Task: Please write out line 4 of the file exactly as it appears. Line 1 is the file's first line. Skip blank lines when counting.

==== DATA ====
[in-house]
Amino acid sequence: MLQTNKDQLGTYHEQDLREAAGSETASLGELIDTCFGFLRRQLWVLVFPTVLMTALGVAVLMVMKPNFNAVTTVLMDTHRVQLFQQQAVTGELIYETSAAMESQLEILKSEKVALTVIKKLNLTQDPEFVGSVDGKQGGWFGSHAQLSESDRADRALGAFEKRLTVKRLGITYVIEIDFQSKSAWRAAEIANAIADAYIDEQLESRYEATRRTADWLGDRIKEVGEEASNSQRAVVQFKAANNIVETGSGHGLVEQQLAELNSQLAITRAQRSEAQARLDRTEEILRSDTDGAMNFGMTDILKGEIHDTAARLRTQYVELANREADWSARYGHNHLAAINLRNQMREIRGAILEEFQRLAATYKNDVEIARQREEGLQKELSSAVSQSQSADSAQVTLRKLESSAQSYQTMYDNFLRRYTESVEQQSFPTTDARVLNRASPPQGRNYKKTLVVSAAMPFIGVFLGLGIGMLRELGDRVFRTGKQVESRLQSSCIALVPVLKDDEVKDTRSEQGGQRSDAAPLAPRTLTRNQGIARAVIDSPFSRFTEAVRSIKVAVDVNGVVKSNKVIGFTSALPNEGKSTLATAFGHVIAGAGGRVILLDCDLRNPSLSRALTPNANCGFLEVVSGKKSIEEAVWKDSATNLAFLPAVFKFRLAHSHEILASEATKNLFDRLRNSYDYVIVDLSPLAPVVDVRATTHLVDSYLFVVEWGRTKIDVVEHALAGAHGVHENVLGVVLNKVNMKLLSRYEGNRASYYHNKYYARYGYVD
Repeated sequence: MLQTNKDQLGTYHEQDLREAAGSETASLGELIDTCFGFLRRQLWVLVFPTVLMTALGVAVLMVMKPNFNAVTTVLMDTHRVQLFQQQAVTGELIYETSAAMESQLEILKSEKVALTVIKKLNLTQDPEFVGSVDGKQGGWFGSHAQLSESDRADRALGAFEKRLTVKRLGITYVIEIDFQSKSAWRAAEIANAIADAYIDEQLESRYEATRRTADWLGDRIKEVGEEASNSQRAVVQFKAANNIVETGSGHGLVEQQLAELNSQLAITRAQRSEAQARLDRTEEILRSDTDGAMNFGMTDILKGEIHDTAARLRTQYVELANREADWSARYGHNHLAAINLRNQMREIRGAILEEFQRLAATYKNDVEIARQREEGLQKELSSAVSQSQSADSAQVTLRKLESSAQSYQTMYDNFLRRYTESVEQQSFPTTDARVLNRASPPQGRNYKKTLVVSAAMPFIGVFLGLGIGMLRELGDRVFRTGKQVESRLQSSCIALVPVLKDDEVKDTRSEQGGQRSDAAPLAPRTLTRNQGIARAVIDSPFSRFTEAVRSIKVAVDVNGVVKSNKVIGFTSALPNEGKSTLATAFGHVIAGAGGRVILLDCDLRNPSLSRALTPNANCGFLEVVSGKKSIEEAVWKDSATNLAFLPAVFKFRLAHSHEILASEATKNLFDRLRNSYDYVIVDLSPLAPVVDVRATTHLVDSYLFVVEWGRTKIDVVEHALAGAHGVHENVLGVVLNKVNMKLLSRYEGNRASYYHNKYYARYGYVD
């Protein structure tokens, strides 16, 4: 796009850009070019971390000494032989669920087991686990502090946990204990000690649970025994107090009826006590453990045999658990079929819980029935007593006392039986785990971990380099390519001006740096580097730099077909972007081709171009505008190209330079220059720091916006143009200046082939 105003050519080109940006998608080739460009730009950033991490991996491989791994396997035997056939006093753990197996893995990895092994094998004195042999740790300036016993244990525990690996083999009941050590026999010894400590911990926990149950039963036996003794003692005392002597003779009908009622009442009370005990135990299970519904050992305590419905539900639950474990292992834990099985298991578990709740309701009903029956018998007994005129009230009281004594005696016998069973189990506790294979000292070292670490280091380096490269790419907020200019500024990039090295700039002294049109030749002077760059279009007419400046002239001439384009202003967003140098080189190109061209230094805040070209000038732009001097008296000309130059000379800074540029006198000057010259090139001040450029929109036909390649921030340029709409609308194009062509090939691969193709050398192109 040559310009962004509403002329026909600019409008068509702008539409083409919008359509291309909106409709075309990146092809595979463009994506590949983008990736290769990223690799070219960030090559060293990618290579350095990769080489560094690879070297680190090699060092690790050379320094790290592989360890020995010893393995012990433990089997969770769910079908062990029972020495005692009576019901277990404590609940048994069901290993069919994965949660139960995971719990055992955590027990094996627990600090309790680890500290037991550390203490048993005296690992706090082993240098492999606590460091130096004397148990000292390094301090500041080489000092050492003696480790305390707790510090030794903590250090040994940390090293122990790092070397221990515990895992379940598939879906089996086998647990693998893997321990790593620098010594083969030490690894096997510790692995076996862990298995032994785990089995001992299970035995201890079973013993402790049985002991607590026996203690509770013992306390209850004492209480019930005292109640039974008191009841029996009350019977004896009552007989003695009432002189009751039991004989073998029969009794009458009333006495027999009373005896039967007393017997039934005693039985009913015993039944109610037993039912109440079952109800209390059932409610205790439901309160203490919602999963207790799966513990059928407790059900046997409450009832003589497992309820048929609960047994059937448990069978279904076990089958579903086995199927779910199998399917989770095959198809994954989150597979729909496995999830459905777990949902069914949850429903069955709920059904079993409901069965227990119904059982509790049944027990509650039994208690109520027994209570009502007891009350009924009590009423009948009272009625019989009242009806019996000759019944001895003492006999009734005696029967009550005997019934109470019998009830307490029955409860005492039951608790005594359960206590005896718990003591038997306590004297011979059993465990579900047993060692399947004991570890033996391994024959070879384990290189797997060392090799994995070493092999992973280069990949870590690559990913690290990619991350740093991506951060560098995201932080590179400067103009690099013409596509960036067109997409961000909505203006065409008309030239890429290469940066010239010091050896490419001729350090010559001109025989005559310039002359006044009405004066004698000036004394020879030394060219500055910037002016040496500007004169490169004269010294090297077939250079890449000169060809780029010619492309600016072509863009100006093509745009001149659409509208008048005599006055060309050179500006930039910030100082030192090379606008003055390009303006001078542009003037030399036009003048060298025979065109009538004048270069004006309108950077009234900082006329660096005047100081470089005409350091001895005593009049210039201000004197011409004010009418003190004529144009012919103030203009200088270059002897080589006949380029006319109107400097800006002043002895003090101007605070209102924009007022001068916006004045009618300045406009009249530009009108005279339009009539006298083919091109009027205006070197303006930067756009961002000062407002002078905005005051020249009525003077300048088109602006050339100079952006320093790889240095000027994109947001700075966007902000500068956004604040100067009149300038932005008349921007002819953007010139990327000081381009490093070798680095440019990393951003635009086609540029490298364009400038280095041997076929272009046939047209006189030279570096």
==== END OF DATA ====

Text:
């Protein structure tokens, strides 16, 4: 796009850009070019971390000494032989669920087991686990502090946990204990000690649970025994107090009826006590453990045999658990079929819980029935007593006392039986785990971990380099390519001006740096580097730099077909972007081709171009505008190209330079220059720091916006143009200046082939 105003050519080109940006998608080739460009730009950033991490991996491989791994396997035997056939006093753990197996893995990895092994094998004195042999740790300036016993244990525990690996083999009941050590026999010894400590911990926990149950039963036996003794003692005392002597003779009908009622009442009370005990135990299970519904050992305590419905539900639950474990292992834990099985298991578990709740309701009903029956018998007994005129009230009281004594005696016998069973189990506790294979000292070292670490280091380096490269790419907020200019500024990039090295700039002294049109030749002077760059279009007419400046002239001439384009202003967003140098080189190109061209230094805040070209000038732009001097008296000309130059000379800074540029006198000057010259090139001040450029929109036909390649921030340029709409609308194009062509090939691969193709050398192109 040559310009962004509403002329026909600019409008068509702008539409083409919008359509291309909106409709075309990146092809595979463009994506590949983008990736290769990223690799070219960030090559060293990618290579350095990769080489560094690879070297680190090699060092690790050379320094790290592989360890020995010893393995012990433990089997969770769910079908062990029972020495005692009576019901277990404590609940048994069901290993069919994965949660139960995971719990055992955590027990094996627990600090309790680890500290037991550390203490048993005296690992706090082993240098492999606590460091130096004397148990000292390094301090500041080489000092050492003696480790305390707790510090030794903590250090040994940390090293122990790092070397221990515990895992379940598939879906089996086998647990693998893997321990790593620098010594083969030490690894096997510790692995076996862990298995032994785990089995001992299970035995201890079973013993402790049985002991607590026996203690509770013992306390209850004492209480019930005292109640039974008191009841029996009350019977004896009552007989003695009432002189009751039991004989073998029969009794009458009333006495027999009373005896039967007393017997039934005693039985009913015993039944109610037993039912109440079952109800209390059932409610205790439901309160203490919602999963207790799966513990059928407790059900046997409450009832003589497992309820048929609960047994059937448990069978279904076990089958579903086995199927779910199998399917989770095959198809994954989150597979729909496995999830459905777990949902069914949850429903069955709920059904079993409901069965227990119904059982509790049944027990509650039994208690109520027994209570009502007891009350009924009590009423009948009272009625019989009242009806019996000759019944001895003492006999009734005696029967009550005997019934109470019998009830307490029955409860005492039951608790005594359960206590005896718990003591038997306590004297011979059993465990579900047993060692399947004991570890033996391994024959070879384990290189797997060392090799994995070493092999992973280069990949870590690559990913690290990619991350740093991506951060560098995201932080590179400067103009690099013409596509960036067109997409961000909505203006065409008309030239890429290469940066010239010091050896490419001729350090010559001109025989005559310039002359006044009405004066004698000036004394020879030394060219500055910037002016040496500007004169490169004269010294090297077939250079890449000169060809780029010619492309600016072509863009100006093509745009001149659409509208008048005599006055060309050179500006930039910030100082030192090379606008003055390009303006001078542009003037030399036009003048060298025979065109009538004048270069004006309108950077009234900082006329660096005047100081470089005409350091001895005593009049210039201000004197011409004010009418003190004529144009012919103030203009200088270059002897080589006949380029006319109107400097800006002043002895003090101007605070209102924009007022001068916006004045009618300045406009009249530009009108005279339009009539006298083919091109009027205006070197303006930067756009961002000062407002002078905005005051020249009525003077300048088109602006050339100079952006320093790889240095000027994109947001700075966007902000500068956004604040100067009149300038932005008349921007002819953007010139990327000081381009490093070798680095440019990393951003635009086609540029490298364009400038280095041997076929272009046939047209006189030279570096």